The Sounds of Summer and the Skill of Listening

Close your eyes and visualize. What comes to mind when you think of the sounds of summer?

Some possibilities might include:

  • Sprinklers running
  • Lawn mowers rumbling
  • Children playing
  • Pool water splashing
  • Birds chirping
  • Ice clinking
  • Ice cream truck music tinkling

Certainly you could add many more to the list. Each of those suggestions instantly brings an auditory memory to your brain, doesn’t it?

When moving around your life and days you may hear these sounds without even realizing that you’re hearing them. Unless you train your attention, you may not even notice them at all. But when you engage in active listening then you hear a whole host of things.

Active listening is an important skill, one that we seek to develop in every Kindermusik class. It’s not just listening. It’s listening. Children spend so much time making the noise they don’t often sit down to understand the sounds around them. And so we practice.

We rub our ears from top to bottom to stimulate the auditory nerve and its neural pathways. We say “Listen, listen, listen, shh” as a way of cueing our children’s brains to pay attention and hold still. We play a mystery sound and ask them what it was. We mimic the sound. We repeat the sound and listen again.

This skill can help children in their social development, cognitive development, and more. The ability to perceive, process, and comprehend the sounds around us is a key ability that hearing people need to foster. We could all spend a little more time listening, don’t you think?

So this summer, spend a little time listening. By yourself or with your child. In the cool of twilight, sit on your back porch and listen. What do you hear? Help your child identify the sounds of summer. And as you listen yourself, you’ll find a little more calm, a little more peace. Who couldn’t use that?

Happy listening.

Summer Evening Listening Walk

The school year has wound down. The pleasant days of summer are here. The weather has heated up and the Covid cases are low and we can emerge from our wintery cocoons. It is the perfect time for a special activity we like to call the Listening Walk. But first, an explanation about listening.

In our classes we nearly always include a focused listening activity. The children love this! It’s so fun to “get out our listening ears to listen, listen, listen” and rub our ears to ready for listening. This not only helps focus the children’s brains for listening, but rubbing the ears stimulates nerves that awaken the brain and send out “feel-good” endorphins. We could all use a little more of those happy brain chemicals, so rub rub rub those ears!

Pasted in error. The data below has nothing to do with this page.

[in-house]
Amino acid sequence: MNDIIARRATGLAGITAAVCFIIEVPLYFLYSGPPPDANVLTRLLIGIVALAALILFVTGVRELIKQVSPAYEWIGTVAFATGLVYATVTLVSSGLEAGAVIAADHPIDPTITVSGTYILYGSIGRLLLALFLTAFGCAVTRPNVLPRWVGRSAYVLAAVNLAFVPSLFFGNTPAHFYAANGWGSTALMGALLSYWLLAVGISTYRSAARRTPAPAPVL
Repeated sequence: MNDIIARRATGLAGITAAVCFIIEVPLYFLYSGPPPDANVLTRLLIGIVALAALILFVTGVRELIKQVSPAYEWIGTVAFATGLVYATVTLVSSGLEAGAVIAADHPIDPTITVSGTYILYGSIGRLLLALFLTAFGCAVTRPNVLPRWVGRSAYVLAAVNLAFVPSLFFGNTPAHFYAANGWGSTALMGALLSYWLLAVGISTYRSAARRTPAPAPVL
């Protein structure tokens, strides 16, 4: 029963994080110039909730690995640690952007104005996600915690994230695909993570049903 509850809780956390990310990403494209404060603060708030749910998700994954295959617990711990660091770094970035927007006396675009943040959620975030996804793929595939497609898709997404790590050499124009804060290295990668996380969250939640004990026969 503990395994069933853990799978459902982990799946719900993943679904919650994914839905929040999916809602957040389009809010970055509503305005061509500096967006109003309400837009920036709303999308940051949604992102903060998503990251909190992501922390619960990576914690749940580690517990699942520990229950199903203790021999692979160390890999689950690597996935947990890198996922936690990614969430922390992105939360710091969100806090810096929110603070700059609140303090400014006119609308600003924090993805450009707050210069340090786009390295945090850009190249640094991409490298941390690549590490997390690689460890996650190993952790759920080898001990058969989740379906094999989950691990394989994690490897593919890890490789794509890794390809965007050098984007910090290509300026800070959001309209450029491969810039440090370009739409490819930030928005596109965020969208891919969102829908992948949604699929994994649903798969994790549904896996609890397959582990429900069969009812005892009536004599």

We set aside time every week for focused listening because we know how important it is for children to develop the skill of listening. We must help support that development. It aids in their cognitive development, their social and emotional development, and of course their musical development!

We take a simple sound and help your children prepare for listening, going through the physical steps of calming their body, focusing their mind, processing the sound, and then developing a socially and emotionally appropriate response to the sound.

One of the best parts of a focused listening activity is seeing their eyes light up as they try to figure out what the sound is. You can practically see the wheels in their brains turning!

A way to extend this activity is with the previously mentioned “listening walk”. This is particularly effective and fun with preschool aged children and older. You can of course go on a listening walk with your babies and toddlers as well, but it will require more modeling and labeling from the parents.

First, tell your child you’re going on a special walk. Not a normal walk. A listening walk. You’re going to be completely silent as you walk down the street and be detectives. You’re going to see if you can figure out what people, animals, and the environment in your neighborhood are doing simply by being still and listening.

Walk a few steps. Do you hear a lawnmower? Walk a few more steps. Do you hear some birds chirping? Maybe your hear the whirring of a hummingbird’s wings. Walk down the block some more. Do you hear the sound of your own feet hitting the sidewalk? What else can you hear? Do you hear splashing? Does it sound like people swimming in a backyard pool? Or perhaps it’s a dog walking through a puddle left behind by the sprinklers.

This is such a fun way to get your child to wake up their senses and explore the world around them. You’ll enjoy it too!

And just in case you miss storytime with Ms Maren, here’s a perfect story about going on a listening walk. Watch this video with your child and go out on a walk together. What did YOU hear on YOUR walk?